Saturday, September 11, 2010

The "First Aid" Model for Peacebuilding in Communities

As often happens, I recently found myself wandering the corridors of the internet inspired to learn more about the story behind one of the cool videos posted on DoPeace. The producer of the video hails from, a U.K. group that describes itself as:

"... an enlightenment organisation devoted to finding innovative practical solutions to today’s pressing social problems."

The RSA (Royal Society for the encouragement of Arts, Manufactures and Commerce) has been around for more than 250 years and is currently exploring the concept of 21st Century Enlightenment. One of the pamphlets they commissioned for this program caught my eye - The-Woolwich-Model-Can-citizens-tackle-anti-social-behaviour.pdf.

The Woolwich paper points out that there is a long list of "anti-social" behaviours that degrade the quality of life in communities but fall short of the types of crimes that police forces are most concerned about. These types of behaviour (petty vandalism, underage drinking, loitering, civil disturbance) are mostly perpetrated by young people - often unemployed or otherwise lacking in constructive alternatives. Although some young people will grow out of this behaviour, some will carry this dysfunctional trait into old age while others will get caught up in the escalation of criminal activity and ultimately end up as wards of the state.

The Woolwich Model refers to the development in the late 1800's of citizen capabilities that came to be known as "first aid". Health officials in the town of Woolwich recognised that trained professionals cannot be everywhere all the time in order to respond to life-threatening emergencies. They further recognised that there were plenty of capable citizens available in these communities that, given the proper training and incentives, could provide the basic treatments (i.e., CPR) necessary to deal with injuries and stabilise the patient while waiting for the professionals to arrive. In the 100+ years since, the practice of lay people getting trained in CPR or First Aid by groups like the Red Cross is woven into the fabric of many societies.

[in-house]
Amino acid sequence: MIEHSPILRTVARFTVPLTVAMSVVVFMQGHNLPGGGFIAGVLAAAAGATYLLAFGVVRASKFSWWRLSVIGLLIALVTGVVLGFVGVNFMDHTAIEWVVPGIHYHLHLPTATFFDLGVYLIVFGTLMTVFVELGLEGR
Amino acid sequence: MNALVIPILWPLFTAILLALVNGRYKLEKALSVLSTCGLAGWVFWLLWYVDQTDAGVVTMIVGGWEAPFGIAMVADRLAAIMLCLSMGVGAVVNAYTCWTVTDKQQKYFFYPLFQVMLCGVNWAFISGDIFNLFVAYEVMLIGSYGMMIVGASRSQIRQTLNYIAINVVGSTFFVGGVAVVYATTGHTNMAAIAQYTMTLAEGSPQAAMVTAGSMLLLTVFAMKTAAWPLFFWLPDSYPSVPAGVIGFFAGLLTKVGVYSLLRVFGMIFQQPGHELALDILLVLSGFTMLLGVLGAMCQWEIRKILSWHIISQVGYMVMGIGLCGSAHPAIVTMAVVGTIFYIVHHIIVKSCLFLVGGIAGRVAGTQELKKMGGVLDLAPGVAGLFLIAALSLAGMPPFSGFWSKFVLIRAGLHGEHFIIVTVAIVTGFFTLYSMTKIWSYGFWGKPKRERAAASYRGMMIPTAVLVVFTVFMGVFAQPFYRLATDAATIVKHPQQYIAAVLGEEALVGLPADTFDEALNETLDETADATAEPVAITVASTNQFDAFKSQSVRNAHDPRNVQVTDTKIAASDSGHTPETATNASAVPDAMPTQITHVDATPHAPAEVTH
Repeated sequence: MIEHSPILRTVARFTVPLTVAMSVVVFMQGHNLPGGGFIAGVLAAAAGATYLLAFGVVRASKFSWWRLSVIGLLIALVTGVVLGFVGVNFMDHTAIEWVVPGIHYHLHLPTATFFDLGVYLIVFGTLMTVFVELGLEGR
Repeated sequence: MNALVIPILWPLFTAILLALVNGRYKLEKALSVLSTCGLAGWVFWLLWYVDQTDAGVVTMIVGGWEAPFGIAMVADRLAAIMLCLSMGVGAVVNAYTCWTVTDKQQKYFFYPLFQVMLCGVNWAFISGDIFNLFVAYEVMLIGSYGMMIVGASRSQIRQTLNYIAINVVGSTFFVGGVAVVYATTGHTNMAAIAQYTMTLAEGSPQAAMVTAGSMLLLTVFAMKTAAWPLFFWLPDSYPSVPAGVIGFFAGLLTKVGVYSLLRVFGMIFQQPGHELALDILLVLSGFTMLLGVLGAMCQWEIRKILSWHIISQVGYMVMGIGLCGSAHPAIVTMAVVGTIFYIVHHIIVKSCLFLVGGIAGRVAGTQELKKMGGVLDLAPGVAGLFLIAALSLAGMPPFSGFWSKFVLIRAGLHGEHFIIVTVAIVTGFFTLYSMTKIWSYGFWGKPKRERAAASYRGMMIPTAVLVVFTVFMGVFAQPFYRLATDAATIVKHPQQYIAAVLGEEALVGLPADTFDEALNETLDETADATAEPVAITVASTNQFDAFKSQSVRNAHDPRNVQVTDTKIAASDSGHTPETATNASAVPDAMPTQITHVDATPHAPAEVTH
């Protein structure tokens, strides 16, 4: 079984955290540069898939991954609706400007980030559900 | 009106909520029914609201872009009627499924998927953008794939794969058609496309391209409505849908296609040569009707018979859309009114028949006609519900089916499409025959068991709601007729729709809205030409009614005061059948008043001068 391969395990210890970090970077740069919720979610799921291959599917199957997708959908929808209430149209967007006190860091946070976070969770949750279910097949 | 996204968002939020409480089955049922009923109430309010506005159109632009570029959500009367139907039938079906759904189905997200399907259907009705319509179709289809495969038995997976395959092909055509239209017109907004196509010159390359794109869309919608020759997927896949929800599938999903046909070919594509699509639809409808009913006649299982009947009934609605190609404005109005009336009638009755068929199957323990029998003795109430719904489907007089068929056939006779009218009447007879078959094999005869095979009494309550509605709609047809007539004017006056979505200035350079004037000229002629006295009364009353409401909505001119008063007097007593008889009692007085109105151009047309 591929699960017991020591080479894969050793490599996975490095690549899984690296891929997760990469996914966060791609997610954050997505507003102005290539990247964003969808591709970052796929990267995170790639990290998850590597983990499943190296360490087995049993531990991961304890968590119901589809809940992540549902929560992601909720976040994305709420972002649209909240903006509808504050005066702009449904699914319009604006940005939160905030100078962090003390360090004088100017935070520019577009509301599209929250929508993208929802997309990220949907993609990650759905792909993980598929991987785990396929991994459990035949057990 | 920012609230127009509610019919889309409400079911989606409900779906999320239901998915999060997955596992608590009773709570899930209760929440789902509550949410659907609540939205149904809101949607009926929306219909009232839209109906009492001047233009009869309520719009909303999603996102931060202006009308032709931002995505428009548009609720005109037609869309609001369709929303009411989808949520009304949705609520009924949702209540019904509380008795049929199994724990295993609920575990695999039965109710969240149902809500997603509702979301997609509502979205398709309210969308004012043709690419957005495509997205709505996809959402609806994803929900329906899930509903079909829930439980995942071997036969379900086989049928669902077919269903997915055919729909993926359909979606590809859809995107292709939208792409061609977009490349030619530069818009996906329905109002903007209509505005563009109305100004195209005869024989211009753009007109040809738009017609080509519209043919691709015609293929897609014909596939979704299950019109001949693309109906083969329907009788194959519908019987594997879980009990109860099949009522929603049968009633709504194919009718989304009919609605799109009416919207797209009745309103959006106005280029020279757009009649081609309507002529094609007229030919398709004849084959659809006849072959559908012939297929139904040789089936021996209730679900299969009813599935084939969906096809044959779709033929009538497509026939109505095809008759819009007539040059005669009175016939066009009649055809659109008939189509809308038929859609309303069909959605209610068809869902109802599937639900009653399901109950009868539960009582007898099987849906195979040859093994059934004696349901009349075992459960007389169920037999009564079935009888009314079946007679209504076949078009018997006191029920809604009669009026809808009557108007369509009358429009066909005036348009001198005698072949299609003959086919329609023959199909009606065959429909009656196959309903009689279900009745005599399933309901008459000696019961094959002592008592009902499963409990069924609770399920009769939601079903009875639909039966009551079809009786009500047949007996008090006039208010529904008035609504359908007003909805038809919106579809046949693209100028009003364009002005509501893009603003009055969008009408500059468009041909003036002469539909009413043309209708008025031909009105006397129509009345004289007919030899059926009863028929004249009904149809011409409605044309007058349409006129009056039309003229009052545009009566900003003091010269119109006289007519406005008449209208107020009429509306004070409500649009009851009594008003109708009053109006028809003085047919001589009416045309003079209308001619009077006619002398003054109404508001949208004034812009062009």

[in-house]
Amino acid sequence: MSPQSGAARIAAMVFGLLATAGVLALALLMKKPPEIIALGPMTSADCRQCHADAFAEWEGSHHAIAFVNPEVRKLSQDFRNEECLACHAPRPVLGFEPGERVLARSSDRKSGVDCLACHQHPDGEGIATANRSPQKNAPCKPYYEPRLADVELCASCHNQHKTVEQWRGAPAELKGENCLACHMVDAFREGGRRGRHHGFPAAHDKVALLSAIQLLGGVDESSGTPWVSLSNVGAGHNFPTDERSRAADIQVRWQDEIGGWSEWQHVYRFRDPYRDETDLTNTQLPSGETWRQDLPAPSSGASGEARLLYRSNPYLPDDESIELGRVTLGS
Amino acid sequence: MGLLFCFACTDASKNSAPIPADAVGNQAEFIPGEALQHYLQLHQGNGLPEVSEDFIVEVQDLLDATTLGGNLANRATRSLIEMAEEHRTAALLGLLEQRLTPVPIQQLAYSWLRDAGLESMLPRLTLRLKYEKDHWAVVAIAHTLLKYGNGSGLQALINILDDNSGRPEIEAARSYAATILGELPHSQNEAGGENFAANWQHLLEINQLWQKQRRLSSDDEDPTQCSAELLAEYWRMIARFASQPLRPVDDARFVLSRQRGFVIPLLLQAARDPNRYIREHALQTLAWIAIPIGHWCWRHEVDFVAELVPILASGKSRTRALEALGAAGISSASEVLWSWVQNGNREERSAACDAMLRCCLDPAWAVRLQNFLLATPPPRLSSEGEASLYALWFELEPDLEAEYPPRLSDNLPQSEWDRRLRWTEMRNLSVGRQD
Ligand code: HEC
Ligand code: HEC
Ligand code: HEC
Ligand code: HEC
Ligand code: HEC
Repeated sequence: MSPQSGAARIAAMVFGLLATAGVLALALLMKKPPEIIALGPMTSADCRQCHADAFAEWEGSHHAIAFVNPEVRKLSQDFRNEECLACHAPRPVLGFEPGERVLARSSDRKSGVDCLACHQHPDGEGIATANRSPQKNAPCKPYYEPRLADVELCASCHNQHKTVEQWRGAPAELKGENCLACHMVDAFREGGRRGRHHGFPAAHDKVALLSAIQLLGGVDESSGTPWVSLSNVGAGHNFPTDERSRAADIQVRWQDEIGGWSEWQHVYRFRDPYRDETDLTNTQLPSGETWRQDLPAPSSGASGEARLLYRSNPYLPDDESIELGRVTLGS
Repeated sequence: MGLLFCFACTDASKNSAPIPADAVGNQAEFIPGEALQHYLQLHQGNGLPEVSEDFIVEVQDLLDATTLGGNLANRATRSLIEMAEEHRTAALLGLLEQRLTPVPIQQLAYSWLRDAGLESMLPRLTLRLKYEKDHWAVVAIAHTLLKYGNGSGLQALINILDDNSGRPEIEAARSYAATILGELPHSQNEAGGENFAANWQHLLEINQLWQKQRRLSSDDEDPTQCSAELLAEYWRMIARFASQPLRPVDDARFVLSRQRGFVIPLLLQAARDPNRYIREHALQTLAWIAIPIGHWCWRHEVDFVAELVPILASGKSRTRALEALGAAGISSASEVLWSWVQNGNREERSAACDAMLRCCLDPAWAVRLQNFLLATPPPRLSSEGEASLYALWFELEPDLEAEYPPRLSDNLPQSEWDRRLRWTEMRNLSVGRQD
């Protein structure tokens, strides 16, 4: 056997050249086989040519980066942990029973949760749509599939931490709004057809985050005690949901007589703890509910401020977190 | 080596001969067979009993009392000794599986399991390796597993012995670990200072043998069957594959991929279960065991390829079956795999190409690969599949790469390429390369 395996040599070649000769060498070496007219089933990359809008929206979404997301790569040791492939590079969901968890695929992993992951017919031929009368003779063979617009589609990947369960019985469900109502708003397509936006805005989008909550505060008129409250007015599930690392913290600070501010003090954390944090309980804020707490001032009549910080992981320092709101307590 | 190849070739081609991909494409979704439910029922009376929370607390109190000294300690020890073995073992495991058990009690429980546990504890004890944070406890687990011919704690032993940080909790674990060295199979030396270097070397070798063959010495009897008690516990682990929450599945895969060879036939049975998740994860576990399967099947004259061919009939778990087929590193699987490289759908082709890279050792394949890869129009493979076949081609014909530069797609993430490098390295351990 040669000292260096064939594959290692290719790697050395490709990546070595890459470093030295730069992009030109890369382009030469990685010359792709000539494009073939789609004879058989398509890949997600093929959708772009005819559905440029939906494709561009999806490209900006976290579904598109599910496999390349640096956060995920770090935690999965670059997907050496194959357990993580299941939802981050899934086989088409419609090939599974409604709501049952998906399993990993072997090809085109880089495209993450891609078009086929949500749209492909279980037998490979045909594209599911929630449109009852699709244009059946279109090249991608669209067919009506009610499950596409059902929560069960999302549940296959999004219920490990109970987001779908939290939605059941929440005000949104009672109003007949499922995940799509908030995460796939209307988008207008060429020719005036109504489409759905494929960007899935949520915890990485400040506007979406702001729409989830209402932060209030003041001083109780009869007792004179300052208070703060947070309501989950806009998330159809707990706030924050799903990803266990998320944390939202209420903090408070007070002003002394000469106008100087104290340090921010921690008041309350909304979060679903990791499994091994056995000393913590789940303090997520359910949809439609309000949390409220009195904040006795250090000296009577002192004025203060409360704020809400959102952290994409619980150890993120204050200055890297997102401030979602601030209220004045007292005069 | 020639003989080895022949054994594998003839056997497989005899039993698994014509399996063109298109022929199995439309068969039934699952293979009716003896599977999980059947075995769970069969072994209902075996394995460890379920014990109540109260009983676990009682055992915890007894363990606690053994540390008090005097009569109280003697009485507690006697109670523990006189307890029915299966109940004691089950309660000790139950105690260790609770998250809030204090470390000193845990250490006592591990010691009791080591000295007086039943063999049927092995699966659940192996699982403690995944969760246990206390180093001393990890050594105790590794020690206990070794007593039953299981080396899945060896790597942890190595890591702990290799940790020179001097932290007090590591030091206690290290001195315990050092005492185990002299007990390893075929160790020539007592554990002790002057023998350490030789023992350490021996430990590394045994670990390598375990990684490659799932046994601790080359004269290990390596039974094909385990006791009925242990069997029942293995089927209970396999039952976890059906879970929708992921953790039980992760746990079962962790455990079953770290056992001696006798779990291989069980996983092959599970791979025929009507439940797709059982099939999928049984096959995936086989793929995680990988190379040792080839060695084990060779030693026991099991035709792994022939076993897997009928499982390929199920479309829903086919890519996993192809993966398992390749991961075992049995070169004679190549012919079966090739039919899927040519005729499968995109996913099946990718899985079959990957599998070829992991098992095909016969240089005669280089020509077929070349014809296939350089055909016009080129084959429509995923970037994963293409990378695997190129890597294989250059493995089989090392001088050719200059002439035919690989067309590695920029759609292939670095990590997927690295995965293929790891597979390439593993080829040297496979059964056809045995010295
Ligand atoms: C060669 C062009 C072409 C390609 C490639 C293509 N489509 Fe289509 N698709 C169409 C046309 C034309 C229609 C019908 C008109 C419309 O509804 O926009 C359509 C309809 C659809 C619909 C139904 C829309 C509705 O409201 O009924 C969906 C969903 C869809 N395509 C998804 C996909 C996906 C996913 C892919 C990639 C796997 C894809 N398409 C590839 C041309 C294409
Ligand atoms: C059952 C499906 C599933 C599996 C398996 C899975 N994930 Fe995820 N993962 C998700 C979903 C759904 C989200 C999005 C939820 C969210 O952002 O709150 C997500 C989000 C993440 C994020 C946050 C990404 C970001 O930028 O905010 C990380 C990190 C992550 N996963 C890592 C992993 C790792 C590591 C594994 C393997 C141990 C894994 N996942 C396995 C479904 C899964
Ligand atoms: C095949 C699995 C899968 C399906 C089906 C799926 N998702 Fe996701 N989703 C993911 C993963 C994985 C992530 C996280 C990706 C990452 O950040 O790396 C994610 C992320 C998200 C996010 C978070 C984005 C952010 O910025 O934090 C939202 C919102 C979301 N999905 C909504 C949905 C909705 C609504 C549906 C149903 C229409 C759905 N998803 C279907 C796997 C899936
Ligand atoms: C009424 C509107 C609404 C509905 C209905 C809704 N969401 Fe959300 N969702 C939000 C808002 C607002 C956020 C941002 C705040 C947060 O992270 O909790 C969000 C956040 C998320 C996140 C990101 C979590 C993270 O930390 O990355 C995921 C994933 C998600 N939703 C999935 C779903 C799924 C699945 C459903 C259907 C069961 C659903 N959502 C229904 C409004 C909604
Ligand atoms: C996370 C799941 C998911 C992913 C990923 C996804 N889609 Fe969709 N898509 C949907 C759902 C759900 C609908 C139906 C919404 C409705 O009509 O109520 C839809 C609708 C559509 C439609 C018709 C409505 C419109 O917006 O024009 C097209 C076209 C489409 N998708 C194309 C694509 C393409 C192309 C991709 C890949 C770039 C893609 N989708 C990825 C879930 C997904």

Now, here's the good part! The RSA asks, "What if we apply this model to addressing anti-social behaviour?" Train people who are already embedded within the micro-communities to stabilise anti-social situations while waiting for police to arrive, or to defuse the situation and avoid the need for police action altogether! What a concept!

RSA identifies two main groups of potential "first responders" (think of the types of people who learn CPR):
  1. Public servants who already have frequent contact with the public as part of their jobs - parking enforcement officers, librarians, teachers, city/county employees, newspaper/postal delivery
  2. Citizen leaders who want to make a difference - shop/restaurant owners, parents, neighborhood watch groups
People would be motivated to participate in the program to gain skills that look good to employers and to help make their communities more desirable places to live.

The RSA approach also spells out three type of training that would be required for this model to work:
  1. Self-protection and restraint, which would provide responders with the skills and confidence they need to engage in an anti-social event
  2. Situation Assessment - knowing when to engage, when to walk away, and what techniques to apply
  3. Conflict Resolution - the techniques of meditation and nonviolence
(Are you as excited as I am at this point?)

The paper points out that these ideas need to be proven out in real-life and tweaked to each local environment. One organisation is already doing this - Dfuse out of London. (Maybe someone else will blog about this group?)

So, what do you think of this idea? Has anyone heard of this model being applied in the US? Does anyone have any thoughts about how to introduce it? Perhaps this is something the local "Promise Coordinating Councils" created as part of the Youth PROMISE act can tackle?

Are there any Social Entrepreneurs out there listening?

For further information, check out this video from RSA.

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